How to Plant and Grow Beets

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Known for its deep purplish-red color, this popular root-vegetable is found in cuisines from all around the globe. Yet beets are one of those plants that people either love or they absolutely despise, cringing at the thought of them on their plate. Though for those that don’t think they taste like dirt, they make a great garden crop.

They grow fairly quickly, don’t take up a large chunk of space, and are very versatile. The immature, nutritious greens can be harvested early in the growing season for salads while the roots are developing, or their nutrient-packed purple or golden-yellow globes are ready for harvest after a couple of months.

Whether you like them roasted, pickled, served Harvard-style, or made into borsch, you should include these interesting veggies in your next planting rotation!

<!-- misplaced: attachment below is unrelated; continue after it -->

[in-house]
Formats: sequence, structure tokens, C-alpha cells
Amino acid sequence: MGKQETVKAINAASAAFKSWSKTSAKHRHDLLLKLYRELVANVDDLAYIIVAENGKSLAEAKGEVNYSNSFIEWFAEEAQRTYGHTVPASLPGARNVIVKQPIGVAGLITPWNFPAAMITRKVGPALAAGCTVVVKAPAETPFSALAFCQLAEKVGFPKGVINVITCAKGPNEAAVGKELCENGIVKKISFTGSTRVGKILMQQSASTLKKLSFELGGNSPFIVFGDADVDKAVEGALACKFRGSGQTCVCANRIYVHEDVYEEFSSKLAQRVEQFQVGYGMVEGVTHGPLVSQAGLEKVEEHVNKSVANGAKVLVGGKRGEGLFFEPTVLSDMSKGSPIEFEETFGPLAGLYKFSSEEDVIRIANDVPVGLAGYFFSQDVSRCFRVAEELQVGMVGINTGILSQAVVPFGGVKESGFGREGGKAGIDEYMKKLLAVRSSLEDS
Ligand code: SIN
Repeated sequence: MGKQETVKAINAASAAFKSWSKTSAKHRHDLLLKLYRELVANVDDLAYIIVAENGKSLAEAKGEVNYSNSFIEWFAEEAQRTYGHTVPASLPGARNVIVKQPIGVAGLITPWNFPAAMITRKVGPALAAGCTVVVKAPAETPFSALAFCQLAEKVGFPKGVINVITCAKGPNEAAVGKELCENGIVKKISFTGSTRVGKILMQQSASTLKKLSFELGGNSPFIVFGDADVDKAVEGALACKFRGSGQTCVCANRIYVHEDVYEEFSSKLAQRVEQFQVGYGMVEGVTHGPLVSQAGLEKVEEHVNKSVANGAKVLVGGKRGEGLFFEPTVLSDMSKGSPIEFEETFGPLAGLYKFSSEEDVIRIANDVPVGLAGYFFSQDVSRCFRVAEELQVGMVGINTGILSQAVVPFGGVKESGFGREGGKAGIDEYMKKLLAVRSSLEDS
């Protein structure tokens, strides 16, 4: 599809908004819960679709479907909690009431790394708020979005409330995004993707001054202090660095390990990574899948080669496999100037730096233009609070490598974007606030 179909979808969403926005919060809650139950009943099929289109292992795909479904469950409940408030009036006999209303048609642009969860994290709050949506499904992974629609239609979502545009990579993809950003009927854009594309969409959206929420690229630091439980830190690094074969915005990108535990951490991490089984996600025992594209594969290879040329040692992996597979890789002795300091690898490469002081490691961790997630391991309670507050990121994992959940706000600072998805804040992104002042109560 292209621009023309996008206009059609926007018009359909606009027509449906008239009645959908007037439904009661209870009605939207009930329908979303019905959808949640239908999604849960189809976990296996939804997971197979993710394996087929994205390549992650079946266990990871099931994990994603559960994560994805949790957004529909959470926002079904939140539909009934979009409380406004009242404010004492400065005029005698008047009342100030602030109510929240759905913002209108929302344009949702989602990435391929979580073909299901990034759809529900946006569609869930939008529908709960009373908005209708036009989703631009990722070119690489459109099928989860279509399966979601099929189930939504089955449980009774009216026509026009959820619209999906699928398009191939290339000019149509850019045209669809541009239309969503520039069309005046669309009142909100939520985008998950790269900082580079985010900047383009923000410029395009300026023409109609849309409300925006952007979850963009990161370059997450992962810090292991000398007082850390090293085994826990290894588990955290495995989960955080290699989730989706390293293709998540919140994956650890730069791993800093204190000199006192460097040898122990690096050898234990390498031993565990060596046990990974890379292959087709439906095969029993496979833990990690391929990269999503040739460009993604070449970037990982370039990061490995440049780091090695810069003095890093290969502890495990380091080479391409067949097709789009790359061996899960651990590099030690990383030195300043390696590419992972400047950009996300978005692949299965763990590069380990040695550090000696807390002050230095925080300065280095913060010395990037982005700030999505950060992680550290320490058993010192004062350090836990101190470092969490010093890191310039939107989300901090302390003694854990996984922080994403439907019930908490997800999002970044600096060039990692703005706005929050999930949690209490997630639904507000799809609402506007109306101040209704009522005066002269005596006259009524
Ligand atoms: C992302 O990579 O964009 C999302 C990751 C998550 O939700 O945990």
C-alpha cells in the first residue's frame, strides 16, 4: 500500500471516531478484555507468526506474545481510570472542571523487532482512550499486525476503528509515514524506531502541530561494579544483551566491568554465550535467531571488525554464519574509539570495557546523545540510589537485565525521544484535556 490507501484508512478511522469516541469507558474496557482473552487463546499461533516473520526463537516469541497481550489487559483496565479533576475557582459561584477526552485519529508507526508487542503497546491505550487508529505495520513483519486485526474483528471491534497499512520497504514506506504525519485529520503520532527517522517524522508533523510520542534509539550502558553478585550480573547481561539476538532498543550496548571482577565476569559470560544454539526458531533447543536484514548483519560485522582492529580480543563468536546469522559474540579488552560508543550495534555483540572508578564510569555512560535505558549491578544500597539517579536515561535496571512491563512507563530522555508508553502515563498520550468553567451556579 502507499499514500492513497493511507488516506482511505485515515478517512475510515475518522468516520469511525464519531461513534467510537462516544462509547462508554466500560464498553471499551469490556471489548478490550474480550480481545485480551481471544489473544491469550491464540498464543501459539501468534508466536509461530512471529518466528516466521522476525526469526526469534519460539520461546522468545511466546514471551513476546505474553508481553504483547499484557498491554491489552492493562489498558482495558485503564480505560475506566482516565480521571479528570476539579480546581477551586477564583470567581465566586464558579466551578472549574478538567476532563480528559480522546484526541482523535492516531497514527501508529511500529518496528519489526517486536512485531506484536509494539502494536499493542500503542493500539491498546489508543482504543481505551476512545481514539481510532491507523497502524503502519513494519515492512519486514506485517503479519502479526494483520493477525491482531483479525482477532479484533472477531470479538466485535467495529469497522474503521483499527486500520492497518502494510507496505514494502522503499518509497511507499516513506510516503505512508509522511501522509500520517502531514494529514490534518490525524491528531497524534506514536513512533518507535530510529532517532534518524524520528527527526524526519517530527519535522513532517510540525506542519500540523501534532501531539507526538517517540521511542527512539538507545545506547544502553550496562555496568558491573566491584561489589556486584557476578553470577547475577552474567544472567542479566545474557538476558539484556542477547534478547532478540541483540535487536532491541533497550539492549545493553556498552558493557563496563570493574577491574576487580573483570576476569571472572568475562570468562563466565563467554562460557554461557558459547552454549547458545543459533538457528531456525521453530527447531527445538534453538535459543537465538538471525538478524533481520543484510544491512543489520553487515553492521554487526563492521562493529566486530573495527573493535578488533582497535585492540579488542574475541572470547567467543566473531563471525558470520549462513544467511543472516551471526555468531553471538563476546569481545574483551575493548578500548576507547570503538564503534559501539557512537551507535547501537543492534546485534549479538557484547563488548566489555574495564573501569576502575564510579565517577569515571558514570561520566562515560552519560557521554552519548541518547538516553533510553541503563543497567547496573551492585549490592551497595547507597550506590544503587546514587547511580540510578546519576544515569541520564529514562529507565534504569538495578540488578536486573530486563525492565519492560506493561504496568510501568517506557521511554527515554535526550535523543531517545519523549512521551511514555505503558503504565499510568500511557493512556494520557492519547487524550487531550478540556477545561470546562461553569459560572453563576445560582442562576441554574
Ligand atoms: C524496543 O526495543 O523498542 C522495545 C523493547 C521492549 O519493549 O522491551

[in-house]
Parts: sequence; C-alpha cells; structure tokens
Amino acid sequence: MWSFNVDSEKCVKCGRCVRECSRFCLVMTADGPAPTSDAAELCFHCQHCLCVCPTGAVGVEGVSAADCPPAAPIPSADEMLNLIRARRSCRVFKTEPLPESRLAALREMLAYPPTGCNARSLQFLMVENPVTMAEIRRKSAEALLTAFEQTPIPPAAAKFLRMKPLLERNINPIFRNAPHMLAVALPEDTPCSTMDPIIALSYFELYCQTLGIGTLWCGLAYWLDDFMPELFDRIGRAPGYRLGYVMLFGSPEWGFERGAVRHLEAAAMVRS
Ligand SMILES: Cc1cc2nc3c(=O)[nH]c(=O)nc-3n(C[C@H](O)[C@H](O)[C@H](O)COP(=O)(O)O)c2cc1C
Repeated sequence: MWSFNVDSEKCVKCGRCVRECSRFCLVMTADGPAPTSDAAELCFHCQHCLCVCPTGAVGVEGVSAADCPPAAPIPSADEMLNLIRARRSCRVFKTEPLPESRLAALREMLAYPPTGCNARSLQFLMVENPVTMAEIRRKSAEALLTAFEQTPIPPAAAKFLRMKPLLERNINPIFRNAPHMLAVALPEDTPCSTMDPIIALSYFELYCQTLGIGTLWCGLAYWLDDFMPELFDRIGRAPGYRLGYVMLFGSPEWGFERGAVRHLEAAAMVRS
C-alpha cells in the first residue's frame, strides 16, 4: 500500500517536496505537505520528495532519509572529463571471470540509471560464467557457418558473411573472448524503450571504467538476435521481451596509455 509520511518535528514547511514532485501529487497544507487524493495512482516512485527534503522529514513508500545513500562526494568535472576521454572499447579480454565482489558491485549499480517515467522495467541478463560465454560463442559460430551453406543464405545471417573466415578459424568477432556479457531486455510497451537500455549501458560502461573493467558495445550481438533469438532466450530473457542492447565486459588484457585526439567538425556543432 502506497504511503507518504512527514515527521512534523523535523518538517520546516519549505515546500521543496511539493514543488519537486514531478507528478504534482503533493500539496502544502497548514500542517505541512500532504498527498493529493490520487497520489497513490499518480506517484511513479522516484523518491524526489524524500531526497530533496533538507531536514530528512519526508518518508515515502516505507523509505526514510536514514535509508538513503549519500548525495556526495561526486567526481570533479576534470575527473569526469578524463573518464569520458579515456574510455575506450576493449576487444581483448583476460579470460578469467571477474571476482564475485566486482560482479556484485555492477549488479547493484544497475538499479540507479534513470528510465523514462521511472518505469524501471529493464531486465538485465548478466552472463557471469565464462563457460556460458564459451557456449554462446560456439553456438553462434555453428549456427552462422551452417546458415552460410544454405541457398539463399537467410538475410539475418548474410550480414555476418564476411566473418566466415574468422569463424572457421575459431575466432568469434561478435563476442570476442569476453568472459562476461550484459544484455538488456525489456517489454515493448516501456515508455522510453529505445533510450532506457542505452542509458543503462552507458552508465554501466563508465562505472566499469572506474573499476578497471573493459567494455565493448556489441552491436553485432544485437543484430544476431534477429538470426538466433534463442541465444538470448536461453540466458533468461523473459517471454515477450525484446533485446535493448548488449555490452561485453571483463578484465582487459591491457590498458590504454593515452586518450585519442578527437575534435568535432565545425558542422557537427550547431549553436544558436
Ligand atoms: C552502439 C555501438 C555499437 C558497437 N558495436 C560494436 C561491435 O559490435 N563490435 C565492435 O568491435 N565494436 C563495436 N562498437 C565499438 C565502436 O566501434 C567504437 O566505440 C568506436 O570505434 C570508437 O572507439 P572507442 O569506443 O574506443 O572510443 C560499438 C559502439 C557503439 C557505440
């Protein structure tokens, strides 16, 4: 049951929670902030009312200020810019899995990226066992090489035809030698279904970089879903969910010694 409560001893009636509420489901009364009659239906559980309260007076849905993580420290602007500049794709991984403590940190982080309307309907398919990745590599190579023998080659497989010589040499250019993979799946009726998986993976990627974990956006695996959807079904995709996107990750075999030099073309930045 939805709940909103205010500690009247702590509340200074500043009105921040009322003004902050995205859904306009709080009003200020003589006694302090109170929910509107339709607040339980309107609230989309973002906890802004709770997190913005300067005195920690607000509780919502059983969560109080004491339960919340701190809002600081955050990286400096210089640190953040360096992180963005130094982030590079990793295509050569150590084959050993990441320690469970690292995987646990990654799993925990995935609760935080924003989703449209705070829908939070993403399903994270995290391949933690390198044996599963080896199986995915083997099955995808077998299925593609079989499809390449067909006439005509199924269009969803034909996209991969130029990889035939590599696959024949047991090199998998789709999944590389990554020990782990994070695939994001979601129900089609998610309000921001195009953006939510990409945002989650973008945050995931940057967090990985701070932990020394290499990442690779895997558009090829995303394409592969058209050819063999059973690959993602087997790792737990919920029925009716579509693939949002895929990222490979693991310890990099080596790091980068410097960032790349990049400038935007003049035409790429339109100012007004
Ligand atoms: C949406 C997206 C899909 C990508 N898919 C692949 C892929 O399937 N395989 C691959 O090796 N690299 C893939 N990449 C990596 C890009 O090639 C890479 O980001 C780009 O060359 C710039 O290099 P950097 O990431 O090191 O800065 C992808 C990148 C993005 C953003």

Taking care of beets properly requires the tips from a care guide

General Information

In USDA growing zones 2 through 10, Beta vulgaris, the common biennial beet, is grown as an annual crop. There are two main types grown available in purple, pink, golden, and white: globe-shaped and long-rooted, Leaves are harvested for greens as the plants mature, and the swollen roots are dug up when fully formed.

Timing

Beets, like onions, carrots, and broccoli, are a cool-season vegetable, growing best before the daytime temperatures hit 75 to 80℉. If you have harsh winters, you can plant in the early spring for a late summer crop or late summer for a fall crop. In milder, southern climates, plants can be grown through the winter.

  • For summer crops, plant seeds two to three weeks before the last anticipated spring frost date for your area. In many places, this is from mid-April to early May.
  • For fall plantings, sow seeds in late summer, usually August or September, giving plants six to eight weeks to grow before autumn temperatures arrive.

Soil Prep

Before planting, pick out any large rocks or debris from the garden bed and work it well to a depth of eight to ten inches, creating a loose planting area. Add in three to four inches of quality organic matter, such as finished compost or aged manure, and then work the soil well to incorporate it.